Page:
Translational Investigation | Published:

Prenatal exposure to bisphenol-A is associated with Toll-like receptor–induced cytokine suppression in neonates

Pediatric Research volume 79, pages 438444 (2016) | Download Citation



Despite widespread human exposure to biphenol A (BPA), limited studies exist on the association of BPA with adverse health outcomes in young children. This study aims to investigate the effect of prenatal exposure to BPA on toll-like receptor–induced cytokine responses in neonates and its association with infectious diseases later in life.


Cord bloods were collected from 275 full-term neonates. Production of TNF-α, IL-6, and IL-10 were evaluated after stimulating mononuclear cells with toll-like receptor ligands (TLR1-4 and 7–8). Serum BPA concentrations were analyzed by enzyme-linked immunosorbent assay. Bacteria from nasopharyngeal specimens were identified with multiplex PCR and culture method.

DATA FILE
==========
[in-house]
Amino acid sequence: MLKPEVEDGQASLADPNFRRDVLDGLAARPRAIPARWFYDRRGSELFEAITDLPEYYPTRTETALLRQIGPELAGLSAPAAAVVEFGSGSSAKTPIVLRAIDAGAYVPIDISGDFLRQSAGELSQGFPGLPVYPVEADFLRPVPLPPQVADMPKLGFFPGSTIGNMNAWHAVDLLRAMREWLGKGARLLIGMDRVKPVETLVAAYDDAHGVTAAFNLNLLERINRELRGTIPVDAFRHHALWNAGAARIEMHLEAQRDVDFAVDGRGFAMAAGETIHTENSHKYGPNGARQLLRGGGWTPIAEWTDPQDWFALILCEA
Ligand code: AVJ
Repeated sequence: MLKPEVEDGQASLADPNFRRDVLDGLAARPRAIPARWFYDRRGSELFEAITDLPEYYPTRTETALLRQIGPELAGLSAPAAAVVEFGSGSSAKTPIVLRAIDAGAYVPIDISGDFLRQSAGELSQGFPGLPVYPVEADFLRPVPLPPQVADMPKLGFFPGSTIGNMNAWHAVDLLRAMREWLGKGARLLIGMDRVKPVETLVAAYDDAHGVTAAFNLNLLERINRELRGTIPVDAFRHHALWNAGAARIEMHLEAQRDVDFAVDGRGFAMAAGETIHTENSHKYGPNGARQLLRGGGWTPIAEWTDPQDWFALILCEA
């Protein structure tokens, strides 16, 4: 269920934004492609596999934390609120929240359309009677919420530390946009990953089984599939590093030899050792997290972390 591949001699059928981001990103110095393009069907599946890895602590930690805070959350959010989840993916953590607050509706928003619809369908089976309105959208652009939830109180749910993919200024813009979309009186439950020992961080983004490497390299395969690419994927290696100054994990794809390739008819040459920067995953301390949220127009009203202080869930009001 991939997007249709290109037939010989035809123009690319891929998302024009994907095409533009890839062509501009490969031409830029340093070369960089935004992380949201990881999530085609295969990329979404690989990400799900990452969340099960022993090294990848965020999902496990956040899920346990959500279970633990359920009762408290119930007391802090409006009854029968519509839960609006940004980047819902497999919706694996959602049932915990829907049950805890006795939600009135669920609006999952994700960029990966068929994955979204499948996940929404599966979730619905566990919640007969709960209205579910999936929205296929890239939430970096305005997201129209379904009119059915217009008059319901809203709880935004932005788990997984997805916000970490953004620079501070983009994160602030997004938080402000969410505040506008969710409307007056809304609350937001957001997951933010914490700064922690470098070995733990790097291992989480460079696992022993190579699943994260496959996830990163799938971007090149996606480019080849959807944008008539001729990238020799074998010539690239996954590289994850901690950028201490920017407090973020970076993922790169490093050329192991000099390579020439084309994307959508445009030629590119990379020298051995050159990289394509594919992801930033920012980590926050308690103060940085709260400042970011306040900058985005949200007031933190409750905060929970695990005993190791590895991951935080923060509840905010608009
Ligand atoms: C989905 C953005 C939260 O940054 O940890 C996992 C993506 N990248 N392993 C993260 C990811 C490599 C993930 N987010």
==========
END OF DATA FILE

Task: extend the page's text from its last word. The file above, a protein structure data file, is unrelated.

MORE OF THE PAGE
Result showed significant association between cord BPA concentration and TLR3- and TLR4-stimulated TNF-α response (P = 0.001) and that of TLR78-stimulated IL-6 response (P = 0.03). Clinical analysis did not show prenatal BPA exposure to be correlated with infection or bacterial colonization during the first year of life.


This is the first cohort study that indicated prenatal BPA exposure to play a part in TLR-related innate immune response of neonatal infants. However, despite an altered immune homeostasis, result did not show such exposure to be associated with increased risk of infection during early infancy.